Chicago National Bank (Central Trust Company of Illinois)
Life Span: 1900-1933
Location: 125 West Monroe street
Architect: Jenney, Mundie & Jensen
The lot upon which the Central Trust Company Illinois’ building now stands (1914) was cleared by the Great Fire of 1871, and remained vacant until 1880, when the first building was erected upon it and was occupied by Rand & McNally.
Chicago National Bank Building
Chicago Pictorial Historical, Chicago National Bank, 1902
When the new building of the Chicago National Bank was projected it was aimed to produce a structure which would immediately suggest to the observer that it was a bank. How well that idea has been carried out by Jenney & Mundie, the architects, it needs but a glance at the bank building to show Of the Corinthian order of architecture, with ninety feet front on Monroe Street, and four immense columns fifty feet in height ornamenting its facade, the building is a symbol of solidity and strength. The entrance pavilion, flanked by the Corinthian columns, is brought into greater prominence by being constructed to the building line, while the east and west bays, on either side of it, recede six feet to the line on which the front wall of the building is constructed.
To a depth of fifty feet the bank building is four stories in height. The remainder of the lot, 138 feet deep, is covered by the banking-room, one story in height and roofed entirely with glass. The four-story portion of the building is occupied on the first floor by the directors’ room and the office of the president of the bank on one side of the marble entrance hall, and by the Home Savings Bank on the other side; on the second and third floors are the offices of the Equitable Trust Company, and on the fourth floor is a cafe designed exclusively for the officers and employees of the Chicago National Bank, the Home Savings Bank, the Equitable Trust Company, and the Chicago Safe Deposit Company These institutions occupy the entire building. The basement is fitted with the largest, most complete, and most luxurious safe deposit vaults in the world. Such, in brief is the arrangement of this model banking building which has. in the short time it has been occupied, become one of the sights of the city.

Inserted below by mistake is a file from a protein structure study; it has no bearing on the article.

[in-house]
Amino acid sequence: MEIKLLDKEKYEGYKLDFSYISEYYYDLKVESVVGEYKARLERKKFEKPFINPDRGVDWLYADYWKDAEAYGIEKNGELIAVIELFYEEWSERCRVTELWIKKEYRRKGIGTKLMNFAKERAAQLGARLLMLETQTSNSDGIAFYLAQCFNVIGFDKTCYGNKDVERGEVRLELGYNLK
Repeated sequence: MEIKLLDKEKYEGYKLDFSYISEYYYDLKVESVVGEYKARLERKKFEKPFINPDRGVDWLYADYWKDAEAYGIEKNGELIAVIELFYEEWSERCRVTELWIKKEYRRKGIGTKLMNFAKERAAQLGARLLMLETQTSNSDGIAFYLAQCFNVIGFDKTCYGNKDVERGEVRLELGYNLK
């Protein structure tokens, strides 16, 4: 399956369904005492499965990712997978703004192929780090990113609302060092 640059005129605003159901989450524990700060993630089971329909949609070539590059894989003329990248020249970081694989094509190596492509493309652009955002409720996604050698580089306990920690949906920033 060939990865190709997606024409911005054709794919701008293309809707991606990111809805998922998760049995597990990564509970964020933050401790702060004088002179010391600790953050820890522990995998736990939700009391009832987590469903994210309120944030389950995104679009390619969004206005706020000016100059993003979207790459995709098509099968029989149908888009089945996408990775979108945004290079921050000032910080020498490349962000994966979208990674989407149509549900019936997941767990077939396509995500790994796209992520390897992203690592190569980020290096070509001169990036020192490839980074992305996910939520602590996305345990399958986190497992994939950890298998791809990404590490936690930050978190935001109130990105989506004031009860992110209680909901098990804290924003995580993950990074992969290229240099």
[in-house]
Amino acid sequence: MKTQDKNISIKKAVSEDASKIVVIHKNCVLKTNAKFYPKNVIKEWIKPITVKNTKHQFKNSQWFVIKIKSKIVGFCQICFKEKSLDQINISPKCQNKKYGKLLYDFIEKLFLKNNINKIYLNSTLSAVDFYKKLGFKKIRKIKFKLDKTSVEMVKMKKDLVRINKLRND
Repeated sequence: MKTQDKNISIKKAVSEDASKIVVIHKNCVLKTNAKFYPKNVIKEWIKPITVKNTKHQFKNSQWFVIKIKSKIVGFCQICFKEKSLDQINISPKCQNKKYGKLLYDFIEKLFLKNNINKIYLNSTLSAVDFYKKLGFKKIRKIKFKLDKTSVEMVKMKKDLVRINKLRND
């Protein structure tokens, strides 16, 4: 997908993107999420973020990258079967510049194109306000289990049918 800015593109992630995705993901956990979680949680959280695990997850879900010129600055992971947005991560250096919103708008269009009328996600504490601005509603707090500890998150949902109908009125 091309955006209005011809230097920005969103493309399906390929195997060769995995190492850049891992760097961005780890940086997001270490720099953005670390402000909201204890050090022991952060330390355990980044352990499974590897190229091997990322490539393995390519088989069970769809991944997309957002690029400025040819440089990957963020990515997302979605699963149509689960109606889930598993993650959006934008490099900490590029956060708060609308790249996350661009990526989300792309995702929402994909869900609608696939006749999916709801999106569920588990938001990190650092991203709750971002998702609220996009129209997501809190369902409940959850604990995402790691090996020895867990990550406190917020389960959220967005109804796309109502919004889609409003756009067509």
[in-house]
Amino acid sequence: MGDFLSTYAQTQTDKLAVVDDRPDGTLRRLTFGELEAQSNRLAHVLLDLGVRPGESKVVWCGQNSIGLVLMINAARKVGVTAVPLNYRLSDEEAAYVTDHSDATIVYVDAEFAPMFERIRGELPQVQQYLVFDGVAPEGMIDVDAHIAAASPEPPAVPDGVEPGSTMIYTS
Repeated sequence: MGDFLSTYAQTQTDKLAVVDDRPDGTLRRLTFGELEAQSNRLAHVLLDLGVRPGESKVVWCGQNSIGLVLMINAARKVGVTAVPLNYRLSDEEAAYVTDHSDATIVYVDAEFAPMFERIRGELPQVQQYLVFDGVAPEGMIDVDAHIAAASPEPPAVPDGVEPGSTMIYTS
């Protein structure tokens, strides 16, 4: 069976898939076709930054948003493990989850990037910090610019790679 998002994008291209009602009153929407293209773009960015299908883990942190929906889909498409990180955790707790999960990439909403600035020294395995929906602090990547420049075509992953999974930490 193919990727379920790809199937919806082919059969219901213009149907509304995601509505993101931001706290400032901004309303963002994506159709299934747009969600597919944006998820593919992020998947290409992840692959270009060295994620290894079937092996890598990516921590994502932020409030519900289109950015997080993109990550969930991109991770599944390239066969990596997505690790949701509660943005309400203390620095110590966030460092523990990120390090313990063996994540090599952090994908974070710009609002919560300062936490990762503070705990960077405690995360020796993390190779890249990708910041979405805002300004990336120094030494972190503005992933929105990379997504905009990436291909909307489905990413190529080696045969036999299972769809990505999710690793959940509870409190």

Home Savings Bank
Passing between the two great columns of Bedford stone which flank the entrance, the visitor finds on his left the entrance to the Home Savings Bank. No more complete and compact room could be designed for a savings institution Marble, mahogany, and bronze have been used to build this savings bank. The floor is of marble, the walls of veined statuary marble from a famed Italian quarry, and the counters and wainscots of green Vermont marble. All of the railings are of gleaming bronze, and wherever wood is used, in finish or furniture, it is mahogany.
Chicago National Bank
Clerical Work Space
The electric light comes softened from the ceiling through deep-green glass globes, and an artist’s taste has been exercised in the colorings and decorations. In front and Interior Home near the east wall is the private office of the President, with a directors’ room opening from it, all finished in the prevailing marble and mahogany. The marble counter at which the business of the savings bank is conducted extends along two sides of the room, leaving ample space for depositors to transact their banking affairs, and at the same time not requiring them to cover a great extent of floor space in going from one window to another. The bank, as arranged, is a model of compactness, convenience, and comfort for depositors, coupled with beauty and taste in its equipment and decoration.
Central Trust Company of Illinois